Alcohol. It is the most popular drug out there. Virtually legal everywhere, it’s as easy to get, as it is to use.
Let’s face it; over 90% of us have at least an occasional drink. There’s no shame. Yet, some people take it to the extreme. And, contrary to many people’s beliefs, there is a difference between alcohol abuse and alcoholism.
Alcohol abuse is a problem related to alcohol. Alcoholism is an addiction. Both can cause serious problems with your personal life. Some say problems with alcohol have nothing to do with willpower, but with brain cells, calling it a brain disease. Whether behavior or organic, it is time to reclaim your life!
The problem with alcohol is not how much you drink necessarily, but what it does to you. Alcohol is a relaxant and can cause depression and agitation the more it is consumed. It dilutes your senses and acts as an inhibitor, causing you to say or do things you wouldn’t do normally.
Having an occasional drink is fine for most people, but for those who experience problems, alcohol can be an uncontrollable crutch.
WHEN TO SEEK HELP
Signs of Dependency:
1.You have a compulsion or craving for a drink more times than not
2.You have lost control over alcohol – how much you drink and how often
3.You continue to drink despite negative consequences, such as relationship or family problems and interference with obligations
Mild to moderate alcohol withdrawal occurs 4-12 hours after your last drink and may last a few days. Some symptoms of withdrawal are:
2. Increased pulse rate
3. Hand tremors
9. Hallucinations (may occur)
10. Seizures (rare)
Severe alcohol withdrawal can produce “DT’s”. DT’s or delirium tremens, are usually the result of a heavy, chronic habit. DT’s can occur 24-72 hours after quitting or even cutting back. In addition to the ten symptoms of mild to moderate withdrawal, severe withdrawal can also make you confused and disoriented. You can experience visual disturbances, commonly known as the “pink elephant”, paranoid fears and a skin crawling sensation. These symptoms can last three days or so, with peaks and valleys for several weeks.
Many people experiencing DT’s often need medical intervention.
There are several prescription medications out there to help you get over alcohol dependency.
Antabuse – this commonly used medication reacts with alcohol to cause unpleasant symptoms when drinking, such as nausea, headaches and redness of the face.
Naltrexone – a fairly new FDA approved medication to block reinforcements (the unconscious process in the nerve cells) of the drink. When alcohol cravings become so powerful you cannot control them, this medication can decrease the amount of alcohol consumed by limiting cravings. You still can get drunk, but it diminishes the compulsive need for alcohol.
Acamprosate – pending FDA approval and not yet available, this medication reduces the desire to drink while reducing the unpleasant symptoms of abstinence, which can last up to one year.
Most alternative methods of alcohol rehab are based on behavioral treatment. They help you get past denial, understand behavioral patterns and develop new ways to stay sober.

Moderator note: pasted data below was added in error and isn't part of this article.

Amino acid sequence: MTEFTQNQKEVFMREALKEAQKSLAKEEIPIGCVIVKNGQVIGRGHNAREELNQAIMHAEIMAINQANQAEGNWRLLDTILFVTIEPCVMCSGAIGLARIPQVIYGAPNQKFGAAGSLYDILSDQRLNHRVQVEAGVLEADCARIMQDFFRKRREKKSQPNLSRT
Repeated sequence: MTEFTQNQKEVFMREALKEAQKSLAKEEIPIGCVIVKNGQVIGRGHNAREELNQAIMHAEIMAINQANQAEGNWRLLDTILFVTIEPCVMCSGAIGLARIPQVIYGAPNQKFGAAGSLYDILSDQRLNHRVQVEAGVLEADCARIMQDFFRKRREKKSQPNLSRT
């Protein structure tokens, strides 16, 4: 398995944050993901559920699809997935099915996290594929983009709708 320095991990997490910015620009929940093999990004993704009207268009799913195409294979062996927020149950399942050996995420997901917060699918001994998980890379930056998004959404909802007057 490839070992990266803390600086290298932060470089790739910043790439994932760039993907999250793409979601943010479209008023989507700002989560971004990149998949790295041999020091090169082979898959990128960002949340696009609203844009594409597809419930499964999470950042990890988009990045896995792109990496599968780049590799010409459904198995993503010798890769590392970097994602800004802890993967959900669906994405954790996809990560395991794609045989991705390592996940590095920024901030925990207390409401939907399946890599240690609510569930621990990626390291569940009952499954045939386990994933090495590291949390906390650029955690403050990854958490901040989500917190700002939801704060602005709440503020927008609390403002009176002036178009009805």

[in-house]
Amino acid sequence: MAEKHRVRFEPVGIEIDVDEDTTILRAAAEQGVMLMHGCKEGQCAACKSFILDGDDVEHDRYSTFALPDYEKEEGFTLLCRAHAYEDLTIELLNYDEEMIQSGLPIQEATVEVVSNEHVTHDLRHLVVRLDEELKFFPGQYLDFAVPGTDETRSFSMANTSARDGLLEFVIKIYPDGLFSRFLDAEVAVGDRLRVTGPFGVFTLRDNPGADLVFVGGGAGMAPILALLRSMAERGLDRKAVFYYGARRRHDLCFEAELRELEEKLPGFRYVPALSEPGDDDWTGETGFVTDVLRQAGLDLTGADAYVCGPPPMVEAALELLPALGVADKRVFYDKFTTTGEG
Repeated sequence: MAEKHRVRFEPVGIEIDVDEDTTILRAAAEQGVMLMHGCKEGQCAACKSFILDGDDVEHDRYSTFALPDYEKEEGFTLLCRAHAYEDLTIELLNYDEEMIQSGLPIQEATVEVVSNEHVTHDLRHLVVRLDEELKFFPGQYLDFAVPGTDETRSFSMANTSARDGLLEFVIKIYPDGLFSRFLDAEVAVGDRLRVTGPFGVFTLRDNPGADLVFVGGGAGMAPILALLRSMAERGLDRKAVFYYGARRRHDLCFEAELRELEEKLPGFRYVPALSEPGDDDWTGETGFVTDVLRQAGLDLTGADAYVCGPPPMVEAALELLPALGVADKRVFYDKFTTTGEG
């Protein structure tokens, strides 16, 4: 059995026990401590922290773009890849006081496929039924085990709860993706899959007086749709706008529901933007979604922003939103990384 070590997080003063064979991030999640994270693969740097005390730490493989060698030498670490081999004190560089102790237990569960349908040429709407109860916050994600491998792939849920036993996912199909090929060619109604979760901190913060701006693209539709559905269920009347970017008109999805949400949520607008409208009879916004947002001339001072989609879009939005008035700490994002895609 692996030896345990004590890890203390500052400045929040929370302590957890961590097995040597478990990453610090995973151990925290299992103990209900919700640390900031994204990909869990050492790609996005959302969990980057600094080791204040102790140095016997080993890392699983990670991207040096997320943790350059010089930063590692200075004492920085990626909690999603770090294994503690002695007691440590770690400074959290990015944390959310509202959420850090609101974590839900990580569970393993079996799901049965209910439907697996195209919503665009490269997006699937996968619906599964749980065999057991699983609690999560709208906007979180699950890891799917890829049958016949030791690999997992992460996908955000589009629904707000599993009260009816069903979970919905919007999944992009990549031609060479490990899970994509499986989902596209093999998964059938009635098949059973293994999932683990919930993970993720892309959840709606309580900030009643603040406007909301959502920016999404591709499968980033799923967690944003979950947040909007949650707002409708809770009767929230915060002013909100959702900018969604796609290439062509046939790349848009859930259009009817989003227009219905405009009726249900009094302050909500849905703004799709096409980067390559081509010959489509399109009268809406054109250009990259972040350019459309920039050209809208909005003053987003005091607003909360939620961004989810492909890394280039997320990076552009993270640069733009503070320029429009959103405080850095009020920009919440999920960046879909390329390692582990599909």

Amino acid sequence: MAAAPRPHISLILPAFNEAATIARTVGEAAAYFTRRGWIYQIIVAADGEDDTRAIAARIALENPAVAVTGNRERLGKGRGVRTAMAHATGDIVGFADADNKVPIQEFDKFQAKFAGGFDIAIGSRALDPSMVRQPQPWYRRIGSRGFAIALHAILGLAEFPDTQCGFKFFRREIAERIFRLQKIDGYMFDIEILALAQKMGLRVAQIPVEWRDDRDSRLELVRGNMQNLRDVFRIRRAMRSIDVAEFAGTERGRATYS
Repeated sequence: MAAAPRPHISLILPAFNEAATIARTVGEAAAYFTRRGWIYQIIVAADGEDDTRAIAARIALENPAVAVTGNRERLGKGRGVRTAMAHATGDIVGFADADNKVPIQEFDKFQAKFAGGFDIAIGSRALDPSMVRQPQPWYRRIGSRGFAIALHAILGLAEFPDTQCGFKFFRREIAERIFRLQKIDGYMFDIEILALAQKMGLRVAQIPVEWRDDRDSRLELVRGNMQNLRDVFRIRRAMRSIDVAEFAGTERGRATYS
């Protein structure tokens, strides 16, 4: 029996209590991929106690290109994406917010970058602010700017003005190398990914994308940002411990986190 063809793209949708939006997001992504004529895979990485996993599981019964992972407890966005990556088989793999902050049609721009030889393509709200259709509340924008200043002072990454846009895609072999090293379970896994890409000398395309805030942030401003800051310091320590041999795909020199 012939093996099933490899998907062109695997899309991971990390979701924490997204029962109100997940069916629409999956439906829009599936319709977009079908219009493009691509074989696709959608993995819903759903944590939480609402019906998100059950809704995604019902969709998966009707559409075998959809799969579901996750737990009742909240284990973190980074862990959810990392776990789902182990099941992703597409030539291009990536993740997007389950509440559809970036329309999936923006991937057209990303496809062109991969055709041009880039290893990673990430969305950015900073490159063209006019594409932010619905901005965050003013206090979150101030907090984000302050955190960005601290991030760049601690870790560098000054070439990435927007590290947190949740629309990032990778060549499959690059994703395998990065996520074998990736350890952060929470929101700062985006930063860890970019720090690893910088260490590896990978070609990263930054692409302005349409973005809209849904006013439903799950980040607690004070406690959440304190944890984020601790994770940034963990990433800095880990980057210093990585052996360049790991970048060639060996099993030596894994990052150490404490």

For behavioral treatments to be effective, the primary need is for you to want to quit. They can assist you in building and maintaining motivation, cope with cravings and achieve lifestyle balance. They help you identify and overcome significant emotional and behavioral problems while helping you build a greater sense of purpose and meaning in your life. And, the best part? Knowing you are not alone in this quest.
“AA” is a well-known 12-step program that has helped many people get on track. All they require is a desire to stop drinking. AA focuses on total abstinence one day at a time. It relies heavily on the spiritual aspect of healing – you admit you are powerless over alcohol and life has become unmanageable, and there is a Greater Power than self that can restore sanity.
Moderation management is a behavioral program for those who desire to make positive lifestyle changes. It is a reasonable, early option for the moderate problem. It is based on self-management, balance, moderation and personal responsibility.
“Self Management And Recovery Training” teaches you how to change self-defeating thinking, emotions and actions. They emphasize self-empowerment and self-reliance. They help you cope with urges, enhance and maintain motivation, balance lifestyle and problem solving.
“SOS” – Secular Organization for Sobriety
“SOS” believes sobriety is separate from religion or spirituality. They help you achieve and maintain your own sobriety without having to go it alone.
Whatever option is best for you, the first step is acknowledging you have a problem. If side effects of stopping or cutting back interfere with your overall well-being, it is best to seek assistance from a qualified medical professional.
Being sober is an ongoing process. See setbacks as learning experiences and not as a negative. Just because you may occasionally fall does not mean you are not worthy of recovery. Strive for what’s best for you by seeking alternatives for your individual needs – we all need a little help now and again. And finally, never fear failure.